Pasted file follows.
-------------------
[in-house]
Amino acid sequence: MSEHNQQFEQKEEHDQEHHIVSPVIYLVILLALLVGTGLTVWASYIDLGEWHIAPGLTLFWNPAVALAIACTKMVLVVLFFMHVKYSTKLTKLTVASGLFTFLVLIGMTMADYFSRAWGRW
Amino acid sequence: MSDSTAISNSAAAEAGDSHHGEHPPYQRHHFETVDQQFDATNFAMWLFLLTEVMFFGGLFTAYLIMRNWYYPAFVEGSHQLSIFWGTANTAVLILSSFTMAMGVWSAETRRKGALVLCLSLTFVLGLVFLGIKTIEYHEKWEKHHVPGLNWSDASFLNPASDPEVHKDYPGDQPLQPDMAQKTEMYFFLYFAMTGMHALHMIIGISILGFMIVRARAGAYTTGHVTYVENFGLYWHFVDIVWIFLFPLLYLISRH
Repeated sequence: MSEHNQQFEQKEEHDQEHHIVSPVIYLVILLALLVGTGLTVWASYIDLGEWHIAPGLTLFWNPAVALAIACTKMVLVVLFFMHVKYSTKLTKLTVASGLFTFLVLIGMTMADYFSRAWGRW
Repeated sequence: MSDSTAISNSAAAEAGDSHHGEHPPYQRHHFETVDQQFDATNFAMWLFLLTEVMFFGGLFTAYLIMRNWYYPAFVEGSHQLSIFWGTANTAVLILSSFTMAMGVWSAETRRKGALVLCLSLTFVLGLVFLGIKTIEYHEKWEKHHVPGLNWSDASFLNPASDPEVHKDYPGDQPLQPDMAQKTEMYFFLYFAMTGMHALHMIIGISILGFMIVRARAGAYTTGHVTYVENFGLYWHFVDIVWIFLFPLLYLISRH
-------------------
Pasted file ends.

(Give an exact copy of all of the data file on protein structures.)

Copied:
[in-house]
Amino acid sequence: MSEHNQQFEQKEEHDQEHHIVSPVIYLVILLALLVGTGLTVWASYIDLGEWHIAPGLTLFWNPAVALAIACTKMVLVVLFFMHVKYSTKLTKLTVASGLFTFLVLIGMTMADYFSRAWGRW
Amino acid sequence: MSDSTAISNSAAAEAGDSHHGEHPPYQRHHFETVDQQFDATNFAMWLFLLTEVMFFGGLFTAYLIMRNWYYPAFVEGSHQLSIFWGTANTAVLILSSFTMAMGVWSAETRRKGALVLCLSLTFVLGLVFLGIKTIEYHEKWEKHHVPGLNWSDASFLNPASDPEVHKDYPGDQPLQPDMAQKTEMYFFLYFAMTGMHALHMIIGISILGFMIVRARAGAYTTGHVTYVENFGLYWHFVDIVWIFLFPLLYLISRH
Repeated sequence: MSEHNQQFEQKEEHDQEHHIVSPVIYLVILLALLVGTGLTVWASYIDLGEWHIAPGLTLFWNPAVALAIACTKMVLVVLFFMHVKYSTKLTKLTVASGLFTFLVLIGMTMADYFSRAWGRW
Repeated sequence: MSDSTAISNSAAAEAGDSHHGEHPPYQRHHFETVDQQFDATNFAMWLFLLTEVMFFGGLFTAYLIMRNWYYPAFVEGSHQLSIFWGTANTAVLILSSFTMAMGVWSAETRRKGALVLCLSLTFVLGLVFLGIKTIEYHEKWEKHHVPGLNWSDASFLNPASDPEVHKDYPGDQPLQPDMAQKTEMYFFLYFAMTGMHALHMIIGISILGFMIVRARAGAYTTGHVTYVENFGLYWHFVDIVWIFLFPLLYLISRH